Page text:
Virginia Creeper

Grant-Lee Phillips

Zoe Recordings, 2004

REVIEW BY: Sean McCarthy

ORIGINALLY PUBLISHED: 08/06/2004

Grant-Lee Phillips has weathered the '90s alternative explosion, dissolved his brand, Grant Lee Buffalo and did some smart label shopping. His latest solo album, Virginia Creeper, is not a grand departure from his previous recordings. His voice is still his unmistakable selling point in addition to his character sketches.

The first few listens of Virginia Creeper were a bit of a letdown -- it was the type of album that NPR programs would hock during segment breaks; an album by a great trailblazer in the '90s, now settling comfortably into adulthood. Indeed, some of the songs seemed to have a maddening "sameness" quality that grew tiresome on the first listen. Still, he's Grant-Lee Phillips. Make the mistake of initially writing off one of his albums and run the risk of having that album turn into an unheralded classic.bim_ad_daily_vault_print_250

As a songwriter, Phillips leans heavily toward concrete, organic imagery. Take the song, "Josephine of the Swamps." The song opens with "Oh the slough winds all serpentine / Full of black delta peat / Yellow bronze grapes of muscadine / Growing wild and deep." One particular character sketch, "Susanna Little" has Phillips lament over an old piano "Gone 'fore I ever arrived / Questions that stream / Through my own creek blood / The odyssey of your life." Blood and decay run rampant throughout Virginia Creeper.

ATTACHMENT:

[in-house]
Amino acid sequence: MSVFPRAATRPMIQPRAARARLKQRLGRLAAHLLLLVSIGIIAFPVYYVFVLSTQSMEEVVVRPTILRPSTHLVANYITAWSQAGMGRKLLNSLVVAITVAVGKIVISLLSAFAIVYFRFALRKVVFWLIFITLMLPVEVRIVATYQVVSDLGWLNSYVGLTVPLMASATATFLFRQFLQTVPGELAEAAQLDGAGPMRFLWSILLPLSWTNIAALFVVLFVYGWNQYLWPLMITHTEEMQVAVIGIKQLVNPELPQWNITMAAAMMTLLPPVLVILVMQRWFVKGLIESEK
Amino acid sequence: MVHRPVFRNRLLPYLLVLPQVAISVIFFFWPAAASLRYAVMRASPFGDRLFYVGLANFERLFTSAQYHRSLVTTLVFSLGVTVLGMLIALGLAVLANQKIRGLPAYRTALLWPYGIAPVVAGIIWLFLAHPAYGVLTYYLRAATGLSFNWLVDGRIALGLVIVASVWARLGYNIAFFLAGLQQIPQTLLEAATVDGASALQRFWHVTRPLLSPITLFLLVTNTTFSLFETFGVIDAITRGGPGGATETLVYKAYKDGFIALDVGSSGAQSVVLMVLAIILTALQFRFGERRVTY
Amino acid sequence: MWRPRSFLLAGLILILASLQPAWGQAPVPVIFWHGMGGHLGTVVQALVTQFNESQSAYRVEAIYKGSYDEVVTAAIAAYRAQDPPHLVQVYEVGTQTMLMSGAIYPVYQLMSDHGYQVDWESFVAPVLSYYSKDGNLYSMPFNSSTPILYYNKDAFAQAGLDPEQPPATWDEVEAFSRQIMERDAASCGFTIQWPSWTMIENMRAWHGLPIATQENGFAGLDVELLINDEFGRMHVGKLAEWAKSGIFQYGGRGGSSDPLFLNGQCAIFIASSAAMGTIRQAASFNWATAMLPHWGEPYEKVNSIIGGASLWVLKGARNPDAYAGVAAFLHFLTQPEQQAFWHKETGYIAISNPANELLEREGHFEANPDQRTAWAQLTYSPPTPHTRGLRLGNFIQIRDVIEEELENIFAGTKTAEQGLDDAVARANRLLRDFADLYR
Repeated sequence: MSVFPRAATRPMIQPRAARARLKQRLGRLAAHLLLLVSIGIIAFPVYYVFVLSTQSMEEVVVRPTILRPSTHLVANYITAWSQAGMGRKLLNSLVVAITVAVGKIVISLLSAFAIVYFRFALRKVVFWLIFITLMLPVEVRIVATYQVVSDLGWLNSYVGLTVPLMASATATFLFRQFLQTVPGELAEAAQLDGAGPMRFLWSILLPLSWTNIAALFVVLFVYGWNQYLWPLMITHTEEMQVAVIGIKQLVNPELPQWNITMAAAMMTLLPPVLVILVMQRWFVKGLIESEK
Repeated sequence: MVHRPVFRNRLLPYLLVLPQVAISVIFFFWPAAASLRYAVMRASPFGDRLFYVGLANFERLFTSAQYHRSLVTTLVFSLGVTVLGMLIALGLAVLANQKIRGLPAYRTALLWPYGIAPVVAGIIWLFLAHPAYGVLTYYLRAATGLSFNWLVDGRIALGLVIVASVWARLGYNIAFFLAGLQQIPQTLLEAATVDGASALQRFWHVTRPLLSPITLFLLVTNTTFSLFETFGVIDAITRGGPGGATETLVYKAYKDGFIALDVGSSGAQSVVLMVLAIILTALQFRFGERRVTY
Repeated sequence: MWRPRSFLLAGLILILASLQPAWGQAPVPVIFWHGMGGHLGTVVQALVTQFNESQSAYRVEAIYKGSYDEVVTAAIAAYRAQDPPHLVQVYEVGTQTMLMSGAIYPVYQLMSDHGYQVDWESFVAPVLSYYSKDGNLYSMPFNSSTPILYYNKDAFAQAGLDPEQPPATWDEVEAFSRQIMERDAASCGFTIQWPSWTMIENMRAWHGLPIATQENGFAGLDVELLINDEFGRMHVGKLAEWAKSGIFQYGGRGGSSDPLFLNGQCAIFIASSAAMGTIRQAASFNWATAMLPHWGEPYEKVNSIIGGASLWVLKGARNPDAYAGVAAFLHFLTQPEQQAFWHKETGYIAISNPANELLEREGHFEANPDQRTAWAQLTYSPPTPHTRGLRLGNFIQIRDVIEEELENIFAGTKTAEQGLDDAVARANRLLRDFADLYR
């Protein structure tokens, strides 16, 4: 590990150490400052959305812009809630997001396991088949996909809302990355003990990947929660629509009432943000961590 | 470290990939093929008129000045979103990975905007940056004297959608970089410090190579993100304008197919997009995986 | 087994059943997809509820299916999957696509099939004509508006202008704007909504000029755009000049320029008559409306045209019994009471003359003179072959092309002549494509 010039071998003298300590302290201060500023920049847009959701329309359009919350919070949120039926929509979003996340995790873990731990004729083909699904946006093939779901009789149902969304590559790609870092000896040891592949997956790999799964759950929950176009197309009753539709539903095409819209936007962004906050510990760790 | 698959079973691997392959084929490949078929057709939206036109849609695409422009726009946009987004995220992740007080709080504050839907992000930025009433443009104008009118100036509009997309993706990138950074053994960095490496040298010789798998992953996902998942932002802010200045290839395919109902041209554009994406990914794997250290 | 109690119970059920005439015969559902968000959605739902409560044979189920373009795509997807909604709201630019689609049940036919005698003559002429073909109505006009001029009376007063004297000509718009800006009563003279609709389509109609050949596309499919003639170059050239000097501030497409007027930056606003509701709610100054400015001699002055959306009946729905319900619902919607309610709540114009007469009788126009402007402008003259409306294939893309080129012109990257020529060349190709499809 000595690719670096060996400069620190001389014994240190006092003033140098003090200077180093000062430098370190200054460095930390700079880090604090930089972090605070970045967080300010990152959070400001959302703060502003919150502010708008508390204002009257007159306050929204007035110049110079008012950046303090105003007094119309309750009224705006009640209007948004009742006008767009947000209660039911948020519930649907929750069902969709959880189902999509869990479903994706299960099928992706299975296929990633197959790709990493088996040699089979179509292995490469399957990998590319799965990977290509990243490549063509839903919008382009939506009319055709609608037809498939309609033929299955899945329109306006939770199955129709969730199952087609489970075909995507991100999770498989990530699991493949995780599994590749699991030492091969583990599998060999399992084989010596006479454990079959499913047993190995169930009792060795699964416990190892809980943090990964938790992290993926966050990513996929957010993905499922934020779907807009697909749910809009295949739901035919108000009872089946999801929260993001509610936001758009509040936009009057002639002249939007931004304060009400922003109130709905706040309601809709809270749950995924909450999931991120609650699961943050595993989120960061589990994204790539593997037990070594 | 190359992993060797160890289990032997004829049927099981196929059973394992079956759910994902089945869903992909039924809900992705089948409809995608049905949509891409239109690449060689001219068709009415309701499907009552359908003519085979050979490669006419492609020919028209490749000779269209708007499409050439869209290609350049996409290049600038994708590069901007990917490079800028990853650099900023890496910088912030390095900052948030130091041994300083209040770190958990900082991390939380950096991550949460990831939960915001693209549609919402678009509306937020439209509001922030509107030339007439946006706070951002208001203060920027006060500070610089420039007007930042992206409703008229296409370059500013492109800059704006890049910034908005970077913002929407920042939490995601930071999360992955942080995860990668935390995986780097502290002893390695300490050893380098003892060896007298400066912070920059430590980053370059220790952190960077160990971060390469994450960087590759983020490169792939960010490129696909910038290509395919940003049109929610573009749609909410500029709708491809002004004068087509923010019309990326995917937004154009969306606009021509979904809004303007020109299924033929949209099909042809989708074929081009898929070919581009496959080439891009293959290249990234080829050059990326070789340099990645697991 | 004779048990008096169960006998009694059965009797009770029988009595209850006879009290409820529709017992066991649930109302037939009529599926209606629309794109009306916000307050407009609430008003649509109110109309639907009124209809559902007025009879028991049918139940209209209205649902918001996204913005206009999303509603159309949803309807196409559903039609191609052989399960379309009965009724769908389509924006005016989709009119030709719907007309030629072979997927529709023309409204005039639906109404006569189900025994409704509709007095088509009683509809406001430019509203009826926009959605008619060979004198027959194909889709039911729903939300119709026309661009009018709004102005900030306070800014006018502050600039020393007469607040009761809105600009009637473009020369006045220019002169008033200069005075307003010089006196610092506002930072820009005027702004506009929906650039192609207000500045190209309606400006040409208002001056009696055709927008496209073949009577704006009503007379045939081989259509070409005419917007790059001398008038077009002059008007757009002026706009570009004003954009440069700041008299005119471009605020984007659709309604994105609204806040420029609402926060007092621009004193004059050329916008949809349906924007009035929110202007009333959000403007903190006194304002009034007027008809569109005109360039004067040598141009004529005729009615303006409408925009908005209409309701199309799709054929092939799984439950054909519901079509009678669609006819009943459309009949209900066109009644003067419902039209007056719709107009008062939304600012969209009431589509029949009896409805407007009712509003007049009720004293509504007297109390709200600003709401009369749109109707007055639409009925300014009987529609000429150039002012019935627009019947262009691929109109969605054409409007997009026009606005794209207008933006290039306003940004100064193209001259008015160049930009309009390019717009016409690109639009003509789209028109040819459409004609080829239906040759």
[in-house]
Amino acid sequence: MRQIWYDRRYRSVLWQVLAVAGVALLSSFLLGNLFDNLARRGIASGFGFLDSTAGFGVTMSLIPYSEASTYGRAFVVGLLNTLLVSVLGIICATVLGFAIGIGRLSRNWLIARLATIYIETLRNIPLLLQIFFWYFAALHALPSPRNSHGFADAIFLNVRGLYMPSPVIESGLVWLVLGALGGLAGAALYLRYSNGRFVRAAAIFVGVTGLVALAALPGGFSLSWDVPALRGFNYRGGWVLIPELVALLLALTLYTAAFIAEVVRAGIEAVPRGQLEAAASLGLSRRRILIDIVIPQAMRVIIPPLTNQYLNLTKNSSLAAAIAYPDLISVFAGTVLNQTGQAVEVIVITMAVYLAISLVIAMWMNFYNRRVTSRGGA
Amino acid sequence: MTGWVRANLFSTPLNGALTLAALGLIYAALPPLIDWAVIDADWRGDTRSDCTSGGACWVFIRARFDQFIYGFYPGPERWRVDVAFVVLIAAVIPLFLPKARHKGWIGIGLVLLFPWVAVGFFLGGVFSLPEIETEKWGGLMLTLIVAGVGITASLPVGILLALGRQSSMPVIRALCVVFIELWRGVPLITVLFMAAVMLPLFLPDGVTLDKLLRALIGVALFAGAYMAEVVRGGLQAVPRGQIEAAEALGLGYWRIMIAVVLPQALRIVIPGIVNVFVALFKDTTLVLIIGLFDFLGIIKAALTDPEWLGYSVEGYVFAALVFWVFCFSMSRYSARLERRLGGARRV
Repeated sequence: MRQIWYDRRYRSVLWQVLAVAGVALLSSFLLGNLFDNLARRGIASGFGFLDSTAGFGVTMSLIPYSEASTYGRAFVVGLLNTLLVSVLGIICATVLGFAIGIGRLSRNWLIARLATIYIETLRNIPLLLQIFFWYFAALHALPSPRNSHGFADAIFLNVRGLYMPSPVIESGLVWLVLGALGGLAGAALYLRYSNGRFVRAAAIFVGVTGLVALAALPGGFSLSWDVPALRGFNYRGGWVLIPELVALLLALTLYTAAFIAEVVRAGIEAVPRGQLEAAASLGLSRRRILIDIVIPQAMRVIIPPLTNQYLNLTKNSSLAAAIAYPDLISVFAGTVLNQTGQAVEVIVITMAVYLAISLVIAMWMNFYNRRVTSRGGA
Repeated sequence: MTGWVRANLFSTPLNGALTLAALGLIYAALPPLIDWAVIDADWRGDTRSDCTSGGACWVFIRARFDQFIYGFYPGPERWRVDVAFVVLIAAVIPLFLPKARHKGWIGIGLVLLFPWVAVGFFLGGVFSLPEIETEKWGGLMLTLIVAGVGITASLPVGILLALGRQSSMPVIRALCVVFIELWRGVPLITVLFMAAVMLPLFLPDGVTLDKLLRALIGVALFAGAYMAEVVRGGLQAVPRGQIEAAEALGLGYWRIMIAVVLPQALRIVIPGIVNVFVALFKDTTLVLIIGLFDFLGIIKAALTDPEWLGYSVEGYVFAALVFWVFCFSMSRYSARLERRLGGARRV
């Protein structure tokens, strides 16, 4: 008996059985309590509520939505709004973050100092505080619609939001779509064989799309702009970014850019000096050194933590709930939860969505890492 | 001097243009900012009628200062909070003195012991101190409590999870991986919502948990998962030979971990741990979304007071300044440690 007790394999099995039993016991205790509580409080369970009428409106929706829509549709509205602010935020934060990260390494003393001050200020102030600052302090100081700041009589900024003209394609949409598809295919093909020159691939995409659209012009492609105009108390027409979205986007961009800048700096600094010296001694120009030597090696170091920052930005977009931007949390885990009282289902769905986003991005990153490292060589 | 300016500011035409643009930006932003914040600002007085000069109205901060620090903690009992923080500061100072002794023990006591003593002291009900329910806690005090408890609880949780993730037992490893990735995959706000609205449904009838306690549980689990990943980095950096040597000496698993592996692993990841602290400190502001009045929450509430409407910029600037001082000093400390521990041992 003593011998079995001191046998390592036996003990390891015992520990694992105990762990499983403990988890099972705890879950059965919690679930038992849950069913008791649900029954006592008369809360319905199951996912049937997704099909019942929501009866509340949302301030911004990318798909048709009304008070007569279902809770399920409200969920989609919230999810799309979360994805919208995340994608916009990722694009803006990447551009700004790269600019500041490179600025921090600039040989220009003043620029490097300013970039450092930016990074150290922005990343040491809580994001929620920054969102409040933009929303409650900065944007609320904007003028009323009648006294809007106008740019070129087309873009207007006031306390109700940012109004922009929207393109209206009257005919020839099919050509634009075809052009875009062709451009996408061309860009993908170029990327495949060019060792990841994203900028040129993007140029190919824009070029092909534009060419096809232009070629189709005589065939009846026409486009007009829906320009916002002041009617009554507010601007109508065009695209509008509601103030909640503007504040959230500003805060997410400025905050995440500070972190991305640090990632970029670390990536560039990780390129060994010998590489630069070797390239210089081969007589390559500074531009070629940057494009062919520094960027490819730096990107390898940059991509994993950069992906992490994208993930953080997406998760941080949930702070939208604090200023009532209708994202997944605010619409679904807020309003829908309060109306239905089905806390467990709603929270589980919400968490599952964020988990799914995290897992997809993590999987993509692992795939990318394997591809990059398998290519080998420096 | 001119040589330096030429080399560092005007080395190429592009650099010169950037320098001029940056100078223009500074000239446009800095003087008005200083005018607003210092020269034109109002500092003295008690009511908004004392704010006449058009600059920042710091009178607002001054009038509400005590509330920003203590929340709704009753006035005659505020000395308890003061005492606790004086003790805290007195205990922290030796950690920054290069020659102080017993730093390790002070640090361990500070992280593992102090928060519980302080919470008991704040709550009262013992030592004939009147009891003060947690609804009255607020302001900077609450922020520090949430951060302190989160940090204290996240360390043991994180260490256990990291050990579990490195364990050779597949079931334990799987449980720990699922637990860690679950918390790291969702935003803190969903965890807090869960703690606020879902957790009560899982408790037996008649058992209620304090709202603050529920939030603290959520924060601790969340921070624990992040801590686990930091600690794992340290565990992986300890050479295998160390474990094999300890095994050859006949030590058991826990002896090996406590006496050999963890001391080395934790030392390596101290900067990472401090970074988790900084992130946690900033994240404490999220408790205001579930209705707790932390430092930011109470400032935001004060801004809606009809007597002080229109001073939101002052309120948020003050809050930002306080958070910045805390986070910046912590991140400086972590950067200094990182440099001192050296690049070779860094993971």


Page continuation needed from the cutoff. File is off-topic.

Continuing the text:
The visuals of decay, combined with the prevailing use of stringed instruments (violins, upright bass, ukulele), make Virginia Creeper a great "autumn" record. That said, the album almost sounds too ripe; you have a feeling like some of the album's rewards can only be relished by listening to it during the right season.

Some of the songs could have definitely used some of the dynamics of traditional rock that made albums like Mighty Joe Mean so … well, dynamic. Phillips comes close to rocking out with "Mona Lisa" and "Calamity Jane," but for the most part, Virginia Creeper is a mellow endeavor. The last half of the album can be a bit frustrating to get through, but it's well worth it for the Gram Parsons cover "Hickory Wind."

Virginia Creeper is not an album for today's times. You have to give the album a few listens to fully unveil its layers. It requires you to read the liner notes to appreciate Phillips' writing talents. It's one of those albums that you have to meet halfway. It's a bit of a chore, but well worth the effort.

Rating: B

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© 2004 Sean McCarthy and The Daily Vault. All rights reserved. Review or any portion may not be reproduced without written permission. Cover art is the intellectual property of Zoe Recordings, and is used for informational purposes only.